However, Norton and Baker miss one point.  In order for the judges to scapegoat, and for the Indian wars to appear in testimony, the trials needed to happen.  The judges decide to not stop the witch hunt, but they never instigated it.  Language regarding the frontier appeared far more frequently in Andover, later in the trials.  The witch hunt needed to begin before other theories occurred.  The politics of Salem Village and Salem Town provided the opportunity, and the early accusation reflect this aspect of the causes of the accusations.  In his criticism of Boyer and Nissenbaum's work in a special issue of The William and Mary Quarterly, Richard Latner wrote, "Explaining what happened in Salem Village in 1692 will take a different sort of thesis from that offered in Salem Possessed."  Social network analysis is that type of thesis.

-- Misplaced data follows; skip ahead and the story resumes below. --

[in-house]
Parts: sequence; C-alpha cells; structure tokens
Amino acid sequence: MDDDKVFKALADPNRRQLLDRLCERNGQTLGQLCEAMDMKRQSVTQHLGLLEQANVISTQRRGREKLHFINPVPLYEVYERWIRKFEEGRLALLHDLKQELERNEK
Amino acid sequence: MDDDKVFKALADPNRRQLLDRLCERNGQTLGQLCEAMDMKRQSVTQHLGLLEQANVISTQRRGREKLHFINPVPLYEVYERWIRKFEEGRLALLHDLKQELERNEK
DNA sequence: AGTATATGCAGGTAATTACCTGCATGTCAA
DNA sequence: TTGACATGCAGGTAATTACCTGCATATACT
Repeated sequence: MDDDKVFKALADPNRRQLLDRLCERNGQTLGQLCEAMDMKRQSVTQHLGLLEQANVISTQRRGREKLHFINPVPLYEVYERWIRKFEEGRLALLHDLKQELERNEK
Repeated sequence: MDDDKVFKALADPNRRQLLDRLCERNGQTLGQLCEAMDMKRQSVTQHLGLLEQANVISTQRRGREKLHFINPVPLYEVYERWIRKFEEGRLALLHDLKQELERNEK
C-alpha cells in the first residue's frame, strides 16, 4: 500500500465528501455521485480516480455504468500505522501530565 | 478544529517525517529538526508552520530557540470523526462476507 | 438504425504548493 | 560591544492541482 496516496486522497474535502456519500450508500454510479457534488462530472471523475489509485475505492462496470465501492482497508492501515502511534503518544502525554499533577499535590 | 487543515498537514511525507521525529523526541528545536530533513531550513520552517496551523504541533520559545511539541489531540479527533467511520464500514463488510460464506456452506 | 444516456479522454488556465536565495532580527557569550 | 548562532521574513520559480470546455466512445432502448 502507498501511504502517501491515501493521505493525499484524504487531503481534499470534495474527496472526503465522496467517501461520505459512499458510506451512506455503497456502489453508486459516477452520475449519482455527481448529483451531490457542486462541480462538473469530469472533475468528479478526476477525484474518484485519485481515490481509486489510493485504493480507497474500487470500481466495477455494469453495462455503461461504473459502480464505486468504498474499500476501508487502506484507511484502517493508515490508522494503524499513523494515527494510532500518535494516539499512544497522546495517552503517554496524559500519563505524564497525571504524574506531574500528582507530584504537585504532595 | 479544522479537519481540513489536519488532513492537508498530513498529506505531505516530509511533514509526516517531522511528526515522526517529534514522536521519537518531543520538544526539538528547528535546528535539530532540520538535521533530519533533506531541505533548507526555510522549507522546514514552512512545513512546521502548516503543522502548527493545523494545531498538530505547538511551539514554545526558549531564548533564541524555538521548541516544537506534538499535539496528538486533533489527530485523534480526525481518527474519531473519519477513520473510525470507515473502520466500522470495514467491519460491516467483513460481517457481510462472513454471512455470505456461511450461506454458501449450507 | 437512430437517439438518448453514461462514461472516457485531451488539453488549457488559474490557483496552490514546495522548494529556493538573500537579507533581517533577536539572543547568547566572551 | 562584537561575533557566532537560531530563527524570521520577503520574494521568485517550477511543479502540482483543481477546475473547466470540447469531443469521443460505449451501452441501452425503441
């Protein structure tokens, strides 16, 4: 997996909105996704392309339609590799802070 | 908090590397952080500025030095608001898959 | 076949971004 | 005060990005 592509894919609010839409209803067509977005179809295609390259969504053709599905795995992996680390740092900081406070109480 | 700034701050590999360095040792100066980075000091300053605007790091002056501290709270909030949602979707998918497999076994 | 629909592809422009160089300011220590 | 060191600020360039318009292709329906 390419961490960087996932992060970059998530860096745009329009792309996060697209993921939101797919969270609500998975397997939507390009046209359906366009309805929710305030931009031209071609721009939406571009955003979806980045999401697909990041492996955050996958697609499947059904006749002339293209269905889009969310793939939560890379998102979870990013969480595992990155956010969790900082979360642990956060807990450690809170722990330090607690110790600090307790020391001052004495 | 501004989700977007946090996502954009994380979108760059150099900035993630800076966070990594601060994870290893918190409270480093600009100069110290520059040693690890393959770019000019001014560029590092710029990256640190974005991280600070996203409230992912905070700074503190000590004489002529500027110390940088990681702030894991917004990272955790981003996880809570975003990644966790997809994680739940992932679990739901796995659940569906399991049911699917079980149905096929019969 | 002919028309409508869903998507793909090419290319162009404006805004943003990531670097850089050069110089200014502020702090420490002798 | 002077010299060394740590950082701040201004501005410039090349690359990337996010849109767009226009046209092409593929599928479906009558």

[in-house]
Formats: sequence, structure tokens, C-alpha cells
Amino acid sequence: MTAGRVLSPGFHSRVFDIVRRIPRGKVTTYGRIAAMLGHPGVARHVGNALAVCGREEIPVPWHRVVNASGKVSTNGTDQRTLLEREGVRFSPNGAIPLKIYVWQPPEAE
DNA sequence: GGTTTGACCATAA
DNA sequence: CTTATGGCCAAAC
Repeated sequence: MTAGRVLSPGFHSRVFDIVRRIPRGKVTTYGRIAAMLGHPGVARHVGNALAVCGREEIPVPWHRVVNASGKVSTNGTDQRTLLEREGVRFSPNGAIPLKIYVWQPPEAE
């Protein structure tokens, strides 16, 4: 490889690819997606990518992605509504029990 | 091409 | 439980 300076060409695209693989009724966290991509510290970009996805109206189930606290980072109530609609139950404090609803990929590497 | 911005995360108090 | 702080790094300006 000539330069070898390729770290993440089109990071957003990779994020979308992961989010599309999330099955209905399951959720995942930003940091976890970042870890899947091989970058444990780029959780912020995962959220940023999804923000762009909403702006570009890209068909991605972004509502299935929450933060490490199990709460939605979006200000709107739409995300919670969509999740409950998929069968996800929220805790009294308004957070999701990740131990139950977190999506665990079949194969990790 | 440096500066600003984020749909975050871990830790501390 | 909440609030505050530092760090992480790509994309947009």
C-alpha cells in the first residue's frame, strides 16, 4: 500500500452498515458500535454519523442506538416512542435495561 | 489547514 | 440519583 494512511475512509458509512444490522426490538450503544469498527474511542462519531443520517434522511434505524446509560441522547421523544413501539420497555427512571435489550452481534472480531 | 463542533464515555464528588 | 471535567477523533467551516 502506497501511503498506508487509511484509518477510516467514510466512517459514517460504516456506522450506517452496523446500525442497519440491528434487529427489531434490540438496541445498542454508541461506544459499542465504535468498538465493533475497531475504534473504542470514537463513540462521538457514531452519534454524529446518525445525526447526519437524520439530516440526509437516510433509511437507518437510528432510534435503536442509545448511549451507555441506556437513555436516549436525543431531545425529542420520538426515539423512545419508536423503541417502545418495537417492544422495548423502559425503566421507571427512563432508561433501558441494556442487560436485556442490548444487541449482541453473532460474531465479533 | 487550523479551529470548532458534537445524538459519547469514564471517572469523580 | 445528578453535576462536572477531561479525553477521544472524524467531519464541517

A brief history of the Salem Witch Trials:

1692:

February: Betty Parris and Abigail Williams, the daughter and niece respectively of Salem Village minster Samuel Parris, suffered unusual afflictions.  They fell into trances, ran around screaming, contorted their bodies, and saw spectral figures.  An unknown doctor diagnosed the girls as under an evil hand, or suffering from witchcraft.  Soon other girls suffered similar symptoms including Ann Putnam Jr. and Elizabeth Hubbard.

February 29: Salem Judges John Hathorne and Jonathan Corwin issued arrest warrants for Sarah Good, Sarah Osborne, and Tituba for afflicting Parris, Williams, Putnam, and Hubbard.

March 1: Hathorne and Corwin held examinations of Good, Osborne, and Tituba in Salem Village.  Tituba confessed to signing the Devil's book, and she described how Good and Osborne forced her to harm the girls.